The inability to represent nature may often be the best proof of the limitation of our artistical powers. Some, however, have been successful in the close imitation of nature, but have effected this in one quality only, as a painter in colouring or outline, while his deficiency in other respects has marred the general effect of his whole work. But as in nature so in art, while certain objects and certain points are to be prominently brought forward, others ought to be kept in the shade. When we copy art, we copy defects as well as excellences. When we copy nature, we are relieved from having actual defects to copy. We should, however, be careful that it is real genuine nature which we follow, and not an artificial representation of her.
The opinions of the vulgar and illiterate, and above all, the unbiassed, unsophisticated, and unshackled taste and discernment of children, on works of art, whose minds are as yet free from the prejudices of fashion and error, are often of the utmost value, as genuine indications where propriety has been deviated from, and may be regarded as the voice of nature herself tenderly and truthfully responding to our candid inquiries.
An intimate friend of that highly gifted statesman, the late Sir Robert Peel, who was greatly distinguished for his taste in collecting works of art, once told me that, before deciding upon the purchase of any picture, he was in the habit of taking his children to look at it, and of attending carefully to their criticisms upon it, in order that he might observe whether, in the opinion of these fair and impartial, but keen-sighted judges, it duly and correctly represented nature as she really appears.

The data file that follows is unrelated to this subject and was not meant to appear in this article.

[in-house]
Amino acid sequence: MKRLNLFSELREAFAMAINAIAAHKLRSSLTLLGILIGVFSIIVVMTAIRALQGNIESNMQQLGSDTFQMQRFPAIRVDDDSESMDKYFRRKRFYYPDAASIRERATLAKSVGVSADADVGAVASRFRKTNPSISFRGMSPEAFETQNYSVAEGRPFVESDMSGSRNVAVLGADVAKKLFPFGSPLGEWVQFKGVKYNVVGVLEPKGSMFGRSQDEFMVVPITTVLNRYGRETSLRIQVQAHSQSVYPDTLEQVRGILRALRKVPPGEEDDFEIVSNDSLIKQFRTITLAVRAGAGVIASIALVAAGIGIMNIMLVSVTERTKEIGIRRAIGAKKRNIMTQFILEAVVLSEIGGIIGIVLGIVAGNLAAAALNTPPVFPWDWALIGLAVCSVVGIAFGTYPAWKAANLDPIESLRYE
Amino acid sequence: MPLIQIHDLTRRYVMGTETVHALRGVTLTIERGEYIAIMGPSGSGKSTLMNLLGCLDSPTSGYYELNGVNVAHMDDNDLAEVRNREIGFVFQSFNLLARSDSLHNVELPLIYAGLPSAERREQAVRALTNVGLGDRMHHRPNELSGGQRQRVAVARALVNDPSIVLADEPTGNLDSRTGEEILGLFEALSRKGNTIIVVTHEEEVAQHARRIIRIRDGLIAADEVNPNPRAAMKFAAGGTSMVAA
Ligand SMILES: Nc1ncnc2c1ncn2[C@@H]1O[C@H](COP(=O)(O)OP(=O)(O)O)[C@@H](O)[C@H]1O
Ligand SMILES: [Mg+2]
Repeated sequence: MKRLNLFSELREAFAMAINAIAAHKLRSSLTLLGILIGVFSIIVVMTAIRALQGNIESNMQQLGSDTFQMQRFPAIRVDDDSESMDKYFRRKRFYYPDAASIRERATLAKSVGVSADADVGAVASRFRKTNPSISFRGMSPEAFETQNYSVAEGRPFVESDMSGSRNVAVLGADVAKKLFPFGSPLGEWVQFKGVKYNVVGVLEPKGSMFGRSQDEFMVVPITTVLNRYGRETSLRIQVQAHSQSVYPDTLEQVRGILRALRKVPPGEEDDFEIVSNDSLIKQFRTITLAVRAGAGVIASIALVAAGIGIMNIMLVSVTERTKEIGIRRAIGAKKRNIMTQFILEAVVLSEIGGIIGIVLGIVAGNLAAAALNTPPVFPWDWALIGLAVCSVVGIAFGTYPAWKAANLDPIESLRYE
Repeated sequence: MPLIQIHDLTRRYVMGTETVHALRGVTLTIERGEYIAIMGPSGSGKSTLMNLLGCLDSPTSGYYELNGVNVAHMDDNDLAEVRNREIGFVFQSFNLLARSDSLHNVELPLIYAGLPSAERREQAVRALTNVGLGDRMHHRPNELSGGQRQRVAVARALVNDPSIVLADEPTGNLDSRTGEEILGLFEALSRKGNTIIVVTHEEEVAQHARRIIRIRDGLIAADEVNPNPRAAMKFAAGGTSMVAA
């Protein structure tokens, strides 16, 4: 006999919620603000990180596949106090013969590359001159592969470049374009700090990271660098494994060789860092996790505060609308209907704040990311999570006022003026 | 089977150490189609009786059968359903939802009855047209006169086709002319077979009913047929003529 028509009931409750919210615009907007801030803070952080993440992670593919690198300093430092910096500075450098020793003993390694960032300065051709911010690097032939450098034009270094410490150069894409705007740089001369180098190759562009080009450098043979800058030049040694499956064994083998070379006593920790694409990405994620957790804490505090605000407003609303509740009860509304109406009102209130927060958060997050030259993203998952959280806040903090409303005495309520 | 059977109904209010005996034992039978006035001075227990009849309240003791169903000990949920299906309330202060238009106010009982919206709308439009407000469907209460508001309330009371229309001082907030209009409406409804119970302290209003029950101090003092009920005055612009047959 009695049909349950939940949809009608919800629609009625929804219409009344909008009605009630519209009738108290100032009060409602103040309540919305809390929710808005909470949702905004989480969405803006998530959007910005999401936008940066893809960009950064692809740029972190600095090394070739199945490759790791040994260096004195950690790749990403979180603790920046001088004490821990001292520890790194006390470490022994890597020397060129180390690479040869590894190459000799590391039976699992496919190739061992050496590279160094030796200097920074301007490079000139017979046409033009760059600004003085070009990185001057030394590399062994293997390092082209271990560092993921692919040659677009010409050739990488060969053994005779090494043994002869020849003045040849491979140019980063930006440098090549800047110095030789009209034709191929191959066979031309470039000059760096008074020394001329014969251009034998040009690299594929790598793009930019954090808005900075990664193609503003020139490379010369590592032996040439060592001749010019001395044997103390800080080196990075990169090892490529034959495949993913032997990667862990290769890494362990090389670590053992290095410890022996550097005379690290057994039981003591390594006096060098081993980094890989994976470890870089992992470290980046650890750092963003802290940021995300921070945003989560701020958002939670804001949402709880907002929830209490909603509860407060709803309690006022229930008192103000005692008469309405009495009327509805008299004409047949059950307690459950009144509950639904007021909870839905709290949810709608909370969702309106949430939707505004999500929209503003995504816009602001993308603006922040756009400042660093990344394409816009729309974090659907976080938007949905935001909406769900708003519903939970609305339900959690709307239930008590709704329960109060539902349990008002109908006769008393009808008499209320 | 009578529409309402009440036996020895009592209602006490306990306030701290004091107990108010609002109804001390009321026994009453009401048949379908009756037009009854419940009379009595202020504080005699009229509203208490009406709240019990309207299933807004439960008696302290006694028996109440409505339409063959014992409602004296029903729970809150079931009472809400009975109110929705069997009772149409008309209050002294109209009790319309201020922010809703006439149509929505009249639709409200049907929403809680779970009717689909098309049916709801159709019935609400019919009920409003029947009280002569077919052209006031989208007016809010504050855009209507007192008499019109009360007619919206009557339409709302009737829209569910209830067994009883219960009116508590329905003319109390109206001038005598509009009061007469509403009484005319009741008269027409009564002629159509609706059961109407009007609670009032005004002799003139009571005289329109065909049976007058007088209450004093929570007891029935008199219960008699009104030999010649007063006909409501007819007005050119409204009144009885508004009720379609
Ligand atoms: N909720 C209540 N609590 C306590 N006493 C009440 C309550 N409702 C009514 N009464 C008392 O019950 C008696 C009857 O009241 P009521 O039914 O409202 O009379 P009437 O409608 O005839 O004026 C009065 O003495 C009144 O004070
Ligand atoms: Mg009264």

In the revision, moreover, of our own works of art, considerable use may be made of the senses and the discernment of others, of our foes as well as of our friends, and of our inferiors in point of acquirements and age, as well as our equals. Any defect, or omission, or incongruity, will at once strike them, however it may have escaped our vigilance ; and they will be more ready than we could be both to discover and point out these errors, having no filial partiality to close their eyes or their mouths. The criticisms of our foes may, in this respect, be turned to our own advantage, and the more acute and searching they are, the more valuable may they be rendered.